Title: Lacosse Players Speak Out
Post by: Sydney Carton on February 09, 2009, 03:13:05 PM
Former Duke lacrosse players give clinic at Hoover High, tell about teammates' indictments and later clearance on all charges
Monday, February 09, 2009
News staff writer
About 50 of the top high school lacrosse players from across the state gathered at Hoover High School over the weekend for a two-day clinic.
They got the chance to work with three former members of one of the top programs in NCAA lacrosse, the Duke Blue Devils.
Yes, that Duke lacrosse team, the one that made headlines three years ago for something that happened off the field.
Ed Douglas, Nick O'Hara and Danny Loftus were on the Duke team that saw its 2006 season shut down after allegations of sexual assault were brought against three of their teammates - Reade Seligmann, David Evans and Collin Finnerty - who were indicted in the spring of that year on charges of rape, kidnapping, and sexual offense. They were later cleared of all charges and declared innocent by the attorney general of North Carolina.
It was a story that captivated the nation for over a year, a story that went from outrage against the Duke lacrosse team to bringing about the disgrace and disbarment of Durham County district attorney Mike Nifong for his mishandling of the case.
"To some degree, the association with Duke lacrosse and that story will be around for a long, long time," said Douglas, from Baltimore, Md.
"The good thing is that we were fortunate to be wealthy enough to fight back," said O'Hara, from Buffalo, N.Y. "If not, there might be three innocent guys sitting in jail today. Instead, they were exonerated and the whole thing wound up doing something good for Durham County (in) getting Mr. Nifong's removal from office."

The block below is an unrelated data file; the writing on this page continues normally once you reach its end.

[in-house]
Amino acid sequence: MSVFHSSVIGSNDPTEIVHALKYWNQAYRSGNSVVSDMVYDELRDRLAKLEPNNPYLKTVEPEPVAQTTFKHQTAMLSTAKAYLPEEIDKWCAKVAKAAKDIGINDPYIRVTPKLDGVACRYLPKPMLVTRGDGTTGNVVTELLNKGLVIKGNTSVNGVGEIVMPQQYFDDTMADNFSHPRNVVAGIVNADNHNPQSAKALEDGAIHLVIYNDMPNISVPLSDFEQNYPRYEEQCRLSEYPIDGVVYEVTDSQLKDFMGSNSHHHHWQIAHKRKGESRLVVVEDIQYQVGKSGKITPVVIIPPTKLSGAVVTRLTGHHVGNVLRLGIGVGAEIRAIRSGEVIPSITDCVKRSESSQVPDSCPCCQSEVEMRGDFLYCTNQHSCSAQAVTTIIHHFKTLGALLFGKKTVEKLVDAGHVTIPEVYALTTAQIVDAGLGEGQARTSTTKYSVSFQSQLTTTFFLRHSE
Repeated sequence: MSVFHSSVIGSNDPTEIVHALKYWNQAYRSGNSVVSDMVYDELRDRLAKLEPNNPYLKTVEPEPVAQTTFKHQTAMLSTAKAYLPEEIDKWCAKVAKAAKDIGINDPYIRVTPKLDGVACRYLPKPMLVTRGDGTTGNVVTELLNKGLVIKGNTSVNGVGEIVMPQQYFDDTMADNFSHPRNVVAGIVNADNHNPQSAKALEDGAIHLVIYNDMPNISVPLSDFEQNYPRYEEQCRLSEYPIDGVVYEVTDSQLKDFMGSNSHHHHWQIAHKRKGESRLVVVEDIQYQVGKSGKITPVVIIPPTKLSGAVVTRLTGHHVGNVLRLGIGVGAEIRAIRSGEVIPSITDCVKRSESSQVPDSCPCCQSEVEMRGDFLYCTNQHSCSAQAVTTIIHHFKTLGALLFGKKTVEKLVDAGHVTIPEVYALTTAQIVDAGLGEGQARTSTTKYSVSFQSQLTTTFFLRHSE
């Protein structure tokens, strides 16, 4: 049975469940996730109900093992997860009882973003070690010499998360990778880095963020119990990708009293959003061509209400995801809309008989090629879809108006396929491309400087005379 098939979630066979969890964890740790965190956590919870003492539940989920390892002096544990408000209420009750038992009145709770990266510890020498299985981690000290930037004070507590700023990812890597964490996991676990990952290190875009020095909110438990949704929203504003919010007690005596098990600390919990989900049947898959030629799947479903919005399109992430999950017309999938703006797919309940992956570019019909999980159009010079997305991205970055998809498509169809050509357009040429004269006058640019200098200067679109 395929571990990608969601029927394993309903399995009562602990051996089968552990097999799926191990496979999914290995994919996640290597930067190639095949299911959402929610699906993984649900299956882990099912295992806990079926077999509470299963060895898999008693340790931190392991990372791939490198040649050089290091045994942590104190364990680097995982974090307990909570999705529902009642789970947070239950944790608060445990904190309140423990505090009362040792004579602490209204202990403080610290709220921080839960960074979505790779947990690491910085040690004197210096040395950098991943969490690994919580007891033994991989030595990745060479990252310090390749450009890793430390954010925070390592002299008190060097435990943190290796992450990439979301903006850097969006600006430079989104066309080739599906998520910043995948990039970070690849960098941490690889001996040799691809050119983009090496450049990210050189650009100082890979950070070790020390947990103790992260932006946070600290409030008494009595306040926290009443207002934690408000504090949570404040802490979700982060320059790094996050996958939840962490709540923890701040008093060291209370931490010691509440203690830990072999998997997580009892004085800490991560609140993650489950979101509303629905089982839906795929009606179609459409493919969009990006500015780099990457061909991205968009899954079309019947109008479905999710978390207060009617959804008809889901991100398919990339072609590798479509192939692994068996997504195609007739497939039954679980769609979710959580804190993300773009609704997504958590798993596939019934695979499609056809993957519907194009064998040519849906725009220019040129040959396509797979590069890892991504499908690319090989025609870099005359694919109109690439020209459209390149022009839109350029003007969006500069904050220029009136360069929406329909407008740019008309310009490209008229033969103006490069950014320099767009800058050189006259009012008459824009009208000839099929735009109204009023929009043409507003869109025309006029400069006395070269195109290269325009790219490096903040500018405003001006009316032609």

The case started with a woman's allegations that she was sexually assaulted at a March 2006 lacrosse team party, where she was hired as an exotic dancer. Nifong won indictments against Seligmann, Evans and Finnerty, but the charges were later dropped. State attorney general Roy Cooper went a step farther by declaring the three men innocent victims of Nifong's "tragic rush to accuse."
Douglas, O'Hara and Loftus were members of the Duke team that lost in the NCAA Championship game in 2005, then lost its 2006 season when Duke officials made the decision to forfeit the season while the alleged rape was being investigated.
They returned to play in 2007, where the Blue Devils lost again in the NCAA championship game and reached the final four in 2008.
"That first year back, in 2007, everyone was supportive because they understood by then the injustices that occurred," Douglas said. "But by 2008, they were back to cheering against us, because Duke lacrosse is like Duke basketball, the team everyone loves to hate. And to be treated like that was good, because it meant the other had been put behind us."